Chris Cerf planned to replace Cami Anderson as Newark Public Schools’ state-appointed superintendent, but following his attempted return to New Jersey schools the Feds are scrutinizing his record, and they aren’t pleased with him. Let’s take a look at who this man is:
In many ways, Cerf is the prototypical education “reformer”: he never taught in a public school, never earned a degree in education, and never ran a school building. More accurately, perhaps, Cerf is the prototype of a new sort of reformer, one who leaves a groundswell of resistance in his wake.
Former Newark mayor Cory Booker, a close friend and former employer of Cami Anderson, did not resist the temptation to try to inject positive spin into Cami’s recent removal from Newark Public Schools. Anderson is the New Jersey appointed Newark Public Schools superintendent who just left Newark in the wake of widespread protests for all the damage she’s caused to the students and schools she was hired to serve and protect.
Asked about the politics surrounding Anderson vacating of the position, Booker said “I’m happy with her contributions, things we should all be appreciative of.”
Christie has assaulted vulnerable New Jersey residents and labor rights all the years of his governorship. Next City shares the low-down on what Christie’s gotten away with, and how he’s done it.
Take public education: having promised when he was campaigning to take care of New Jersey’s teachers, after getting into office Christie proceeded to systematically destroy public ed, along with teachers’ and students lives and the bloodshed is far from over. Newark and Camden have been among the communities hardest hit.
It’s more than laughable that New Jersey Gov. Chris Christie is suddenly trying to show the nation that he cares about public education and the teachers whose lives, finances and careers he’s been systematically destroying ever since taking office two elections ago. It should be next to impossible to show something that isn’t real, but we’re talking about a public relations genius who got elected in 2013 on the strength of mistruth whoppers, namely:
- Christie hugged Obama to make himself look like a moderate Republican ready to reach over the aisle to form an alliance with Democrats to care for the people of his state when tragedy struck.
- Christie acts like he cares about New Jersey residents hardest hit by Superstorm Sandy.
The facts are that Christie has no love for the President. He hasn’t “done a good enough job distributing the (Sandy recovery funds) New Jersey has already received” and he refuses to release $500 million of federal recovery funds to applicants that have been qualified as eligible for help. Christie’s political grandstanding also arguably cost New Jersey schools hundreds of millions of dollars.
On May 22 2015, over 2000 students and supporters shut downtown Newark NJ down for several hours to create visibility and bring awareness to the horrors Newark students have experienced at the hands of Chris Christie, Cory Booker and Cami Anderson, who jointly created a plan to break the back of public education in this city.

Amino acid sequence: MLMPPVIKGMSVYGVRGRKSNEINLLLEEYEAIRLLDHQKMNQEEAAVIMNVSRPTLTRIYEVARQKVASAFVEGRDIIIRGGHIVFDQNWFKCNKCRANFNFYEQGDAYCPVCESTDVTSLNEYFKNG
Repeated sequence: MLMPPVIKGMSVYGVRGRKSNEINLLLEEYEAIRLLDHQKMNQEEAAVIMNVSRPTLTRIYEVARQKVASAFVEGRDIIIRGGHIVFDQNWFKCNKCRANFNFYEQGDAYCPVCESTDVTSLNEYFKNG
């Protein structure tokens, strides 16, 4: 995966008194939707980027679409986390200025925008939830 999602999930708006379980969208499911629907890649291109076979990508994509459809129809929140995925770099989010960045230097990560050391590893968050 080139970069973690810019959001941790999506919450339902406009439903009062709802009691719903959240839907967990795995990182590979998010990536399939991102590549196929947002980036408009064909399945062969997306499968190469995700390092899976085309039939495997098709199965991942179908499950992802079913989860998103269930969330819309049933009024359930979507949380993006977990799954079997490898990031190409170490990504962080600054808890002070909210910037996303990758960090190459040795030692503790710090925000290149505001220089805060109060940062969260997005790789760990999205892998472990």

Anderson’s “One Newark” plan has young children from a single family barred from attending the school local to their home and instead, being sent far outside their neighborhood to 4 different schools in different corners of the city. Each child must take 2-3 bus rides and spend an hour of commuting time each way to reach school. Throughout the city, public school students are denied books and sanitary food; the principals and administrative staff of the city’s most successful schools are fired; and police charges were filed against a PTA president for hanging flyers announcing the PTA’s next meeting.
Matt Bonamo tried pretty hard to discredit Ras Baraka in his March 19 Politico Magazine article. He failed, because Ras is good at being good – but not for lack of trying.
First, look at the photo Mark chose as his lead: why is Baraka’s face contorted, and his finger laid alongside his nose? Only one logical answer: the photo is meant to be demeaning. In the article’s wrap-up, Bonamo quotes Ras using syntactically regional language. Again, why? Why list every one of Booker’s impressive educational credentials and then contrast that with a quote showing Baraka being loose with his grammar? Again, the reason is clear: Bonamo obviously meant to discredit Mayor Baraka.
The Student Heroes of Newark is a phrase coined by Daniel Katz in a Huffington Post article on how Newark, New Jersey students are handling the challenges of being starved by the Christie Administration and Cami Anderson, Newark Schools superintendent for classroom books and even food.
One student explains that there may be four textbooks in a classroom of over 30 children. Another, that there isn’t enough food in the cafeteria for both lunch and breakfast: if the staff serve one meal, they run out of food for the other. Take a look for yourself at this 3 minute video – these young people are powerful advocates and know how to tell their story.